23) Nikon 24-85mm VR vs Nikon 24-85mm f/2.8-4D @ 50mm
Not much change by 50mm:
24) Nikon 24-85mm VR vs Nikon 24-85mm f/2.8-4D @ 70mm
At 70mm, the Nikon 24-85mm VR shows much more consistent and better performance throughout the focal length. The Nikon 24-85mm f/2.8-4D has weak overall performance, except when stopped down:
25) Nikon 24-85mm VR vs Nikon 24-85mm f/2.8-4D @ 85mm
Similarly at 85mm, the Nikon 24-85mm f/2.8-4D again suffers from rather poor overall performance and the Nikon 24-85mm VR clearly looks better here:
26) Nikon 24-85mm VR vs Nikon 24-85mm f/2.8-4D Summary
The Nikon 24-85mm f/2.8-4D lens shows rather inconsistent performance throughout its zoom range. It starts out with pretty strong center and mid-frame sharpness, but its corner sharpness is always weak at large apertures. When I focused in the extreme corners of the lens via live view, the corners looked better, but the center sharpness decreased significantly – a clear indication of a nasty case of field curvature. Keep in mind that I do not focus on center and corner frames separately to show their individual optical performance. When was the last time you used live view to focus on an extreme corner of the frame? That just does not happen in real life, which is why I decided to only focus in the center frame when performing my tests. While doing this does not show the actual corner performance of a lens, it will highlight all field curvature issues, which can be quite painful to deal with.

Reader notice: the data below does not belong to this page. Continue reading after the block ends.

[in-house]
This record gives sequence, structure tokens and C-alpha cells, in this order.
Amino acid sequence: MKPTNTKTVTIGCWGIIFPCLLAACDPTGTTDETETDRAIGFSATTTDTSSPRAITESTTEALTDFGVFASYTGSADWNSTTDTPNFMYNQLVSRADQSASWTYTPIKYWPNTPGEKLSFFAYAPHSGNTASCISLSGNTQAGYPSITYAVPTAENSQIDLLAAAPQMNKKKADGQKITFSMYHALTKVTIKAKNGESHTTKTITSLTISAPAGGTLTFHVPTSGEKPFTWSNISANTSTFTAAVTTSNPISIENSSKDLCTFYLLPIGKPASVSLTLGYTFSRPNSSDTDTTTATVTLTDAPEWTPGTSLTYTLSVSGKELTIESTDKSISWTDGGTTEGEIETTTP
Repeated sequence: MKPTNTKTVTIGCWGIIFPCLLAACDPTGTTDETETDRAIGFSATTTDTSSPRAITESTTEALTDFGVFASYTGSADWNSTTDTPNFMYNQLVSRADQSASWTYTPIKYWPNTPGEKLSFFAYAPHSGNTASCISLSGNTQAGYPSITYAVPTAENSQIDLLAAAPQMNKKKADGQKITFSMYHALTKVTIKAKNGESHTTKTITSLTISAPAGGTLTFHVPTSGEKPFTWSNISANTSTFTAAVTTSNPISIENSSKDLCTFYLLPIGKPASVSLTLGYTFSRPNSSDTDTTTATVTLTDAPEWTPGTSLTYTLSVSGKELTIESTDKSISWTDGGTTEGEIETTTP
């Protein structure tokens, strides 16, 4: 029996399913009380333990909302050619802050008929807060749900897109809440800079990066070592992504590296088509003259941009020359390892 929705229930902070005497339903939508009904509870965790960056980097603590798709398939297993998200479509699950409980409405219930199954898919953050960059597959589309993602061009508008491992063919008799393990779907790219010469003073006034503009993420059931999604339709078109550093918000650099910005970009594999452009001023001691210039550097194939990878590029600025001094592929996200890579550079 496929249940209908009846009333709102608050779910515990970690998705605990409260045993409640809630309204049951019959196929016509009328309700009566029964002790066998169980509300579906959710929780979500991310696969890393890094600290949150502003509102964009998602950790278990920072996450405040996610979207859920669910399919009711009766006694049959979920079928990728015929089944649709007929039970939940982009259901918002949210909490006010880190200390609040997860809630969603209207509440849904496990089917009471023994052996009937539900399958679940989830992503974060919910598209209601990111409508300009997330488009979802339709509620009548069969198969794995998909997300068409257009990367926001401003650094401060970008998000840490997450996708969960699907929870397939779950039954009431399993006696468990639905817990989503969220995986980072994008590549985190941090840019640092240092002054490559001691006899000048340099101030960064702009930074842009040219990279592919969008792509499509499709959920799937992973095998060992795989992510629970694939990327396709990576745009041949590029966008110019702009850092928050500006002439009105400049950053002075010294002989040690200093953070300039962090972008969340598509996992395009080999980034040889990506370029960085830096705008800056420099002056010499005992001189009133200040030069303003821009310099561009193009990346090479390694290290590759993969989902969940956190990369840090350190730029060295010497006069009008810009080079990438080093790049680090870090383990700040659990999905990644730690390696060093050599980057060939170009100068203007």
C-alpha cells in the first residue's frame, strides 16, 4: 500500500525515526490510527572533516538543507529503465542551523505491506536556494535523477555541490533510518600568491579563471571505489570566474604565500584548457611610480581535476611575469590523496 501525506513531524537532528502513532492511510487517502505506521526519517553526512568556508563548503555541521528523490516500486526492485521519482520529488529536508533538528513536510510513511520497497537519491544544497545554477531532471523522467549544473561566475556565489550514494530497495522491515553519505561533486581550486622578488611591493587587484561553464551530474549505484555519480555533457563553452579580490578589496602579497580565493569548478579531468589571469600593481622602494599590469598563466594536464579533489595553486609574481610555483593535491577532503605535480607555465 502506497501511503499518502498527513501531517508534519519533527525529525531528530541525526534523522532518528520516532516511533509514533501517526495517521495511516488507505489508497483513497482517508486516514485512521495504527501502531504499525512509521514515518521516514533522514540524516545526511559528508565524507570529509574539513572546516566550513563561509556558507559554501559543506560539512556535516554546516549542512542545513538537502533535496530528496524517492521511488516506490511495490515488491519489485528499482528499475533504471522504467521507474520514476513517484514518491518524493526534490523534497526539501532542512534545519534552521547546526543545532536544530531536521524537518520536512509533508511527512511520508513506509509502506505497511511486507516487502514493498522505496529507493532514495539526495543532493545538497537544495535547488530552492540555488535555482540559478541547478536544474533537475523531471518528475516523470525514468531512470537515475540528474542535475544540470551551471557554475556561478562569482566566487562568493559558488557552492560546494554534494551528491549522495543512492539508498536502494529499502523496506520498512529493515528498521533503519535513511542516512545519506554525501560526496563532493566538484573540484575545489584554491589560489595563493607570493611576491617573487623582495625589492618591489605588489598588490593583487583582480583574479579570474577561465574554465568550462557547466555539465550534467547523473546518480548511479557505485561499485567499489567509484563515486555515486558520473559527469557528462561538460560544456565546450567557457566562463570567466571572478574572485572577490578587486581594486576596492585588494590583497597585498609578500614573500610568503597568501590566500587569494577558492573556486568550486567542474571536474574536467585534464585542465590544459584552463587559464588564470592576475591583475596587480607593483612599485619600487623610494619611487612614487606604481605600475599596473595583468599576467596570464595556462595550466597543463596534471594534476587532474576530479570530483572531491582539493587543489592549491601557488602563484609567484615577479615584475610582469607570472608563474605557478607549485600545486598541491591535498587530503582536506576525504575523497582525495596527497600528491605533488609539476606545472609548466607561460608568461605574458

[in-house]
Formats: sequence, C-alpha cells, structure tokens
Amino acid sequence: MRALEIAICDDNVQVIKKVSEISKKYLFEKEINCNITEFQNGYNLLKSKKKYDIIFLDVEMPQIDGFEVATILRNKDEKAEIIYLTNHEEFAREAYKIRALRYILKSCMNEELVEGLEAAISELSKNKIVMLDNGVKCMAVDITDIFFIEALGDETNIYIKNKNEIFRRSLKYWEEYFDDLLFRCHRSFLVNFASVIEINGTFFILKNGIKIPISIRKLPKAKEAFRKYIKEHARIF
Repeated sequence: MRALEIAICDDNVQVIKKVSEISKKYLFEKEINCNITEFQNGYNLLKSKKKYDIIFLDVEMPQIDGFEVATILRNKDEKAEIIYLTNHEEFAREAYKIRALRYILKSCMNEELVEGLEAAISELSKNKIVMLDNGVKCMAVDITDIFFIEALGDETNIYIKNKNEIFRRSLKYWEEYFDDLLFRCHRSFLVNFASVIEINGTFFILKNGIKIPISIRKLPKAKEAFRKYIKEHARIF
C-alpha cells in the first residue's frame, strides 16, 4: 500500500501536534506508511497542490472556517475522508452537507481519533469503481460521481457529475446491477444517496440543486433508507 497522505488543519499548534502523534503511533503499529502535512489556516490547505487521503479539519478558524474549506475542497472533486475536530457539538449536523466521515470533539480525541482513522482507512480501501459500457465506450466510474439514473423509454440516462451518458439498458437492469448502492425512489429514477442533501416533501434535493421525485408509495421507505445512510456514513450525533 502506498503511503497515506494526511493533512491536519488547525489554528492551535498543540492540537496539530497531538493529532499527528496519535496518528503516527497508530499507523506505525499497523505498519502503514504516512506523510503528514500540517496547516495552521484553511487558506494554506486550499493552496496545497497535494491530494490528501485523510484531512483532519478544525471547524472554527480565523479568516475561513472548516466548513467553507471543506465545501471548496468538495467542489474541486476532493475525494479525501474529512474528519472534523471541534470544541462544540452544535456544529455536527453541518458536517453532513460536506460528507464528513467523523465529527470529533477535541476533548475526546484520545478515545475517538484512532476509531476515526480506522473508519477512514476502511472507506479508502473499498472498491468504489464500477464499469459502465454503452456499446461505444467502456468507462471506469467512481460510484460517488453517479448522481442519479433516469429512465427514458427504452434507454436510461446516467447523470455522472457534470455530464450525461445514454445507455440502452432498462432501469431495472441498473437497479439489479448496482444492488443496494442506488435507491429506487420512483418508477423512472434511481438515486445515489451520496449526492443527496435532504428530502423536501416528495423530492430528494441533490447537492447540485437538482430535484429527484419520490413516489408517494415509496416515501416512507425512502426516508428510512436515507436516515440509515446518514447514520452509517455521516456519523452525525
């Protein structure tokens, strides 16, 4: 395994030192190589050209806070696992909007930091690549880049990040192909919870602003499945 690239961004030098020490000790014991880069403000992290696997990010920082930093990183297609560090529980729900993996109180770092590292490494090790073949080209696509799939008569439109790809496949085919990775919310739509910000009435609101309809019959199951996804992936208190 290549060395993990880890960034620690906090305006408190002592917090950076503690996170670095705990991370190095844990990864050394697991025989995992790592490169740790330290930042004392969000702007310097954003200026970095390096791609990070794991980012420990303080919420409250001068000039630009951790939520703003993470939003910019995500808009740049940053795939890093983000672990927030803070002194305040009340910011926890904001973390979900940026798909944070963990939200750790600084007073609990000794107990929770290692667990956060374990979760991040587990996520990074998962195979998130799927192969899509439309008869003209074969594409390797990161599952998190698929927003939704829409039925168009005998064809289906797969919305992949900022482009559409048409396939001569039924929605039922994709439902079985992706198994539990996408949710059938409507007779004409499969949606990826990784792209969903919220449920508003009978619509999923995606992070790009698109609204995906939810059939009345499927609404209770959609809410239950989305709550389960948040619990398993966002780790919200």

How good is a lens, if it has excellent corner performance that looks terrible when focused in the center? That’s called inconsistency and it has to be accounted for and not dismissed. And that’s the problem with the old Nikon 24-85mm f/2.8-4D: while it has better center and corner resolution than both the older Nikon 24-85mm f/3.5-4.5G ED and the new Nikon 24-85mm f/3.5-4.5G VR, its performance is not uniform across the frame due to strong field curvature.